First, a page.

Mink Teeth

Written by Kathryn Koehler
Published: June 24, 2023
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Mink, the sleek and elusive creatures known for their luxurious fur, possess a hidden treasure within their jaws: their teeth. Often overlooked, mink teeth are a fascinating subject that unveils insights into the unique adaptations and remarkable capabilities of these remarkable animals. From their razor-sharp incisors to their finely serrated molars, mink teeth serve as formidable tools for their survival. So, let’s delve into the captivating world of mink dentition, exploring their anatomy, functions, and the intriguing secrets they hold.

Neovison vison skull (the American mink), a semiaquatic species of mustelid native to North America.

From their razor-sharp incisors to their finely serrated molars, mink teeth serve as both formidable tools for survival.

©Guillermo Guerao Serra/Shutterstock.com

What is a Mink?

The American mink (Mustela vision), is a species of semi-aquatic mammal belonging to the Mustelidae family. American minks have long, slender bodies with short legs. They are relatively small mammals, measuring 12-20 inches (30-50 cm) long, excluding the tail. The mink has a long, bushy tail, which is approximately one-third of its body length. The tail serves as a propulsive organ when swimming.

The fur of the American mink is dense, soft, and lustrous, in a variety of colors. The head of the American mink is small and narrow. It features a pointed snout, rounded ears, and small, dark eyes. The muzzle is usually lighter in color compared to the rest of the body. American minks are native to North America and can be found across a broad range, including Canada, the United States, and parts of Mexico. They typically inhabit areas near bodies of water, such as rivers, lakes, and wetlands. Minks are primarily nocturnal, solitary animals. They are skilled hunters, preying on a variety of aquatic and terrestrial animals, including fish, amphibians, small mammals, birds, and crustaceans.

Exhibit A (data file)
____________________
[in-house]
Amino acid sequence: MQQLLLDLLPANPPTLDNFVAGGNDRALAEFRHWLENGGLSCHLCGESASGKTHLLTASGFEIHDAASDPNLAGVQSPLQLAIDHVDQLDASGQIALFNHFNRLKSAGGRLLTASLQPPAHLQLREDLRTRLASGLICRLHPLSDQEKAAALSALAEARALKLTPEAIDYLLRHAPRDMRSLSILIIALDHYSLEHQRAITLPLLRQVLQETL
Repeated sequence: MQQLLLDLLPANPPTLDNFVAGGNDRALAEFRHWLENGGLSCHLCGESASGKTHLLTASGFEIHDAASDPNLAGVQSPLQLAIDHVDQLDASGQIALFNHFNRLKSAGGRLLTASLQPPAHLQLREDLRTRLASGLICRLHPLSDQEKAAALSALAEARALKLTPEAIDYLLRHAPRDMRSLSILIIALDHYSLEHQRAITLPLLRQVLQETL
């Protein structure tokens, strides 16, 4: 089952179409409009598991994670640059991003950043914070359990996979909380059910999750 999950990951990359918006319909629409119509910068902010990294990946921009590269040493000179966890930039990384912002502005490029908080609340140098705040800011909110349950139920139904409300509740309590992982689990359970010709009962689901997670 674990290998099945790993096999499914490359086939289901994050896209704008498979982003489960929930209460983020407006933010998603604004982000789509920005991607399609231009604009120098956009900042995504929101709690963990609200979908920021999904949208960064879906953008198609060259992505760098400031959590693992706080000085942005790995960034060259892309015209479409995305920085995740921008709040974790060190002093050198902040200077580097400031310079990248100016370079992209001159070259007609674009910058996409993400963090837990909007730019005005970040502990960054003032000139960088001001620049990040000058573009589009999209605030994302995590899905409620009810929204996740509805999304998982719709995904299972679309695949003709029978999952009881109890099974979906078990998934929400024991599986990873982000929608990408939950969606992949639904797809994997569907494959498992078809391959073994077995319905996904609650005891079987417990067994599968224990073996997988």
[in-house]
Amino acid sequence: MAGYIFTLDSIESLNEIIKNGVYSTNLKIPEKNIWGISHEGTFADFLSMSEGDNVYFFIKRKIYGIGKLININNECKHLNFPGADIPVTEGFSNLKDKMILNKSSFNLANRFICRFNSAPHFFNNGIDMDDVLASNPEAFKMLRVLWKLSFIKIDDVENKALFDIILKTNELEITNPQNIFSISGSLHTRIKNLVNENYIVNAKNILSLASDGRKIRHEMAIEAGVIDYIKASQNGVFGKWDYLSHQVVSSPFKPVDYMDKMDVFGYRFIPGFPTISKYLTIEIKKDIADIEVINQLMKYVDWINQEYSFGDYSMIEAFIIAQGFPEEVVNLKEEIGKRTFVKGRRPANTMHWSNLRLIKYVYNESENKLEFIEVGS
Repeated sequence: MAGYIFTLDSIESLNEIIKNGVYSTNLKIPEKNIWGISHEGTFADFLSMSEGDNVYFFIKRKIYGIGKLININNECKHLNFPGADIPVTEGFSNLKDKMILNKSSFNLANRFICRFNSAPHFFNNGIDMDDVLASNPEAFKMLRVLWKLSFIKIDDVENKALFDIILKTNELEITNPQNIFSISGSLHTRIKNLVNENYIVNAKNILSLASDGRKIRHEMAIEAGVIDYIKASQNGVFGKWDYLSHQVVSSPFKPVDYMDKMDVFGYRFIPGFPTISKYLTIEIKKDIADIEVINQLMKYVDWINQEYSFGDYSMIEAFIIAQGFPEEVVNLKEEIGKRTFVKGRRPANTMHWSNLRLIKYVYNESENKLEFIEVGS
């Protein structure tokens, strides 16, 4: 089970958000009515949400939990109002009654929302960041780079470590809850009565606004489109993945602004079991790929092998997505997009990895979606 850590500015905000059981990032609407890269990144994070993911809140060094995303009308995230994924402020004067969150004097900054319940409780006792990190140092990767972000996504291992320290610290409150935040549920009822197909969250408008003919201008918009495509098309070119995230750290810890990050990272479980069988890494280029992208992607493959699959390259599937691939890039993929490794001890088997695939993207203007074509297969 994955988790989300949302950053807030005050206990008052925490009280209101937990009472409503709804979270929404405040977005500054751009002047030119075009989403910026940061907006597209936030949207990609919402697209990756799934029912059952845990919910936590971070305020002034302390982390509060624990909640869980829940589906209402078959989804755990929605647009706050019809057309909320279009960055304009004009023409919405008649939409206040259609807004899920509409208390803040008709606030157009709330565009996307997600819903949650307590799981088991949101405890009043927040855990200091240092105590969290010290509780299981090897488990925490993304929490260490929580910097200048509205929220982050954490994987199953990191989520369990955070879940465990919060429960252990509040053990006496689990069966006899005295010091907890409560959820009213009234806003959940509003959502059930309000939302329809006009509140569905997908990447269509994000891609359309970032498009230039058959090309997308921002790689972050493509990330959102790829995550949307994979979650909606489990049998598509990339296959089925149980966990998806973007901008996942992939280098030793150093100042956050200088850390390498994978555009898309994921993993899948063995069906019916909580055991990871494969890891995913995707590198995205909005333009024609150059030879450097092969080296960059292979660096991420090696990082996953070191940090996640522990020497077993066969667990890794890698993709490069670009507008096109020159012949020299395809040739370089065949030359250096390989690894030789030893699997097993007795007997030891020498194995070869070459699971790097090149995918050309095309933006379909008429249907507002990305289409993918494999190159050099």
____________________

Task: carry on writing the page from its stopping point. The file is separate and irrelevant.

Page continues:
young mink on a log

The fur of the American mink is dense, soft, and lustrous, in a variety of colors.

©Aleksandra Saveljeva/Shutterstock.com

The Dental Formula

The dental formula is a standardized method to describe the arrangement and number of teeth in the mouths of mammals. It provides a concise representation of the teeth in each half of the upper and lower jaws, allowing for easy comparison and classification of different species based on their dentition.
The dental formula is typically written as a series of numbers and symbols, representing the number and type of teeth in each quadrant of the mouth. A quadrant refers to one-fourth of the mouth, either the left or right side of the upper or lower jaw. The dental formula is usually written in the order of incisors, canines, premolars, and molars. The numbers in the dental formula must be multiplied by 2 to arrive at the total number of teeth contained within the four quadrants. The dental formula provides a standardized way to describe dentition in mammals, facilitating comparisons and classification across species. By examining variations in the dental formula, research scientists can gain insights into an animal’s diet, evolutionary relationships, and functional adaptations of their teeth.

Mink Teeth – Milk Teeth

After a gestation period of 40-75 days, female minks give birth to a litter of up to 10 kits. The kits are born blind and hairless but quickly develop and become independent within a few months. Part of their independence comes in the form of deciduous, or milk teeth. Mink kits have a total of 28 deciduous, or baby teeth:

  • Deciduous Incisors: 3 × 2 = 6
  • Deciduous Canines: 1 × 2 = 2
  • Deciduous Premolars: 3 × 2 = 6

Since the dental formula represents one side of the mouth, the total number of deciduous teeth in a mink’s mouth would be 14 × 2 = 28. Mink kits typically begin to hunt for themselves when they are 8-10 weeks old. At this stage, they start transitioning from relying on their mother’s milk to exploring solid food sources in their environment. During this critical period of development, mink kits utilize their baby teeth, which start erupting at approximately 2 weeks of age.